When youthful days are past with their invigoration, and decrepitude is seizing upon thy limbs,- when thy 'wife and seven' are seated around the hearth-stone- what pleasure it will be to talk to them of your college days. Then this casket of mementoes will be brought forth and its contents, article after article, be read inviting to recollection their almost forgotten contributors- How precious then, must this repository of gems be which recals [sic.] to a slumbering memory the pleasures of days gone by- which brings back to reality the faces of many friends whose names it contains. I with pleasure on this page, inscribe myself a friend, whose wish is that you may live prosperous, useful, and honored and after a career glorious to thyself and

Page 20:
Beneficial to thy country that you may leave this world without a regret or sigh and be welcomed to that better home where it is hoped you will meet your friend.
I am your sincere friend
A.K. Jones
Port Gibson

Univ of Miss
April 20th 1860.

Page 25:
Mr. A.B. Stewart

"There is a modest little flower
To friendship ever dear;
'Tis nourished in her humble bower
And watered by her tear.

All other flowers, when once they fade,
Are left alone to die;
But this e'er when it is decayed
Will live in memory's sigh.

Let cypress trees and willows wave
To mark the lovely spot;
But all I ask to deck my grave
Shall be 'Forget me not."

P.R. Academy
July 10th 1865

Page 27:
Dear Friend,
In future years when amid the toils and cares and sorrows of life, you look back on by gone days and recall to mind the many warm friends of your college life, think not that the humble name inscribed at the foot of this page is less your friend, than the many bright names, which may glitter on the pages of this token of remembrance. Perhaps we may never meet again in after life. Perhaps we may be driven by cruel fate to distant shores, yet memory will unlock the happy past for our happiness. Hoping that all your sanguine hopes, founded on sound morality, may be more than realized. I remain your humble and true friend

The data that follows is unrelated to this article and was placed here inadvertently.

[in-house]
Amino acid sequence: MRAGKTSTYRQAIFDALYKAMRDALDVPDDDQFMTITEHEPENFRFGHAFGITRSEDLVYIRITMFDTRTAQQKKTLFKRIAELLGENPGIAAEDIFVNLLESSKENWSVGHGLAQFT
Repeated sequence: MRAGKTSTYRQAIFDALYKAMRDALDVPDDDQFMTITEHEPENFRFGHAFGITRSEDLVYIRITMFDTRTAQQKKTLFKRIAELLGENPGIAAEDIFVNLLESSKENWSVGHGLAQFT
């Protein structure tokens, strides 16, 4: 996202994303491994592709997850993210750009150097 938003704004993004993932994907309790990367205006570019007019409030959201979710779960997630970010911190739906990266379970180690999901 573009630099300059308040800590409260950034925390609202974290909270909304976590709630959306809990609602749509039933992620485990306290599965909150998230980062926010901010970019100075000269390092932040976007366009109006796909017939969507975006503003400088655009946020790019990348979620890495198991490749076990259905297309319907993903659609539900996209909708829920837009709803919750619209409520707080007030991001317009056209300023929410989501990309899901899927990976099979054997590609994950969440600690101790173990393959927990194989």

Joseph Miles Adams
University of Mississippi
April the 25th 1860

Page 29:
On Physical Education
1. Breathe an abundance of fresh air constantly.
2. Never taste liquor of any kind, nor tobacco.
3. Take half an hours exercise every day, in the open air. Life moderately more & more; to strengthen your muscles.
4. Eat slowly such food as you know agrees best with you, heartily but not immoderately.
5. Sleep soundly from nine o'clock until five: nine hours every night if you can.
6. Wear all your clothes & shoes loosely.
7. Rub off your entire person from head to heels twice per week with a towell [sic.] wrung out of cold water.
8. Sleep on the sunny side

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and let in fresh air, keeping out of drafts.
9. Do not fatigue your brain or self by unreasonable study.
10. Be regular in your hours of study.
11. Be diligent in acquiring the best knowledge. Be fervent in prayer, at least three times every day, in secret & ten minutes each time.
12. By Humility and the fear of the Lord are riches and honor and life. Be thankful and cheerful, and the Lord prosper you my son, and save you in his Kingdom.
Yr. Father Geo. W. Stewart

Page 31:
Dear Andrew:
Twenty years ago our friendship began and without any interruption it has continued; so that to day we can say there has not been a shadow between us. May this line remind you that your old army friend and messmate is the [] and expects to remain the same through life. Affectionately yours
A.T. Bidwell.

St. Louis
Conference Feb. 4th 1886

Page 32:
Bro. Stewart
I want a place in your memory and an interest in your prayers.
Your Friend
F.E. Tidwell

Sikeston Mo
Feb. 6th 1886

Page 33:
June 12th 1860
My Dear Andrew:
I comply with your kind invitation to inscribe my name here together with a few plain spoken sentiments that you may know the sincerity of my intentions in the course which I have pursued towards you. Hailing from the same county & being friends before entering the classes of college it was but natural that our young affections should ripen & grow full. That they have done & our trust remains unshaken in the firmness with which they are based. We will not shake hands & say good by [sic.] yet. For though we are yet to be together another year we also will life. Remember me as your best friend if we do not meet- [J.L.] Goodloe

Page 35:
Dear friend:
Of my esteem you have had the strongest assurance & now to add a row here would be superfluous. Our intimate connection during our sojourn here I feel has given me at least a home in your memory & rest assured it has given you one in my heart. From our pleasant association the memory has treasured certain joys to guard well in the heart. In years to come these will console us, & when cruel care lays hold will transport us back to scenes more pleasing & joys more pure.
Remember me as
Your true friend
E.L. Cowan
Lexington, Miss
University of Miss
May 31st 1860

Page 37:
My Dear Friend Stuart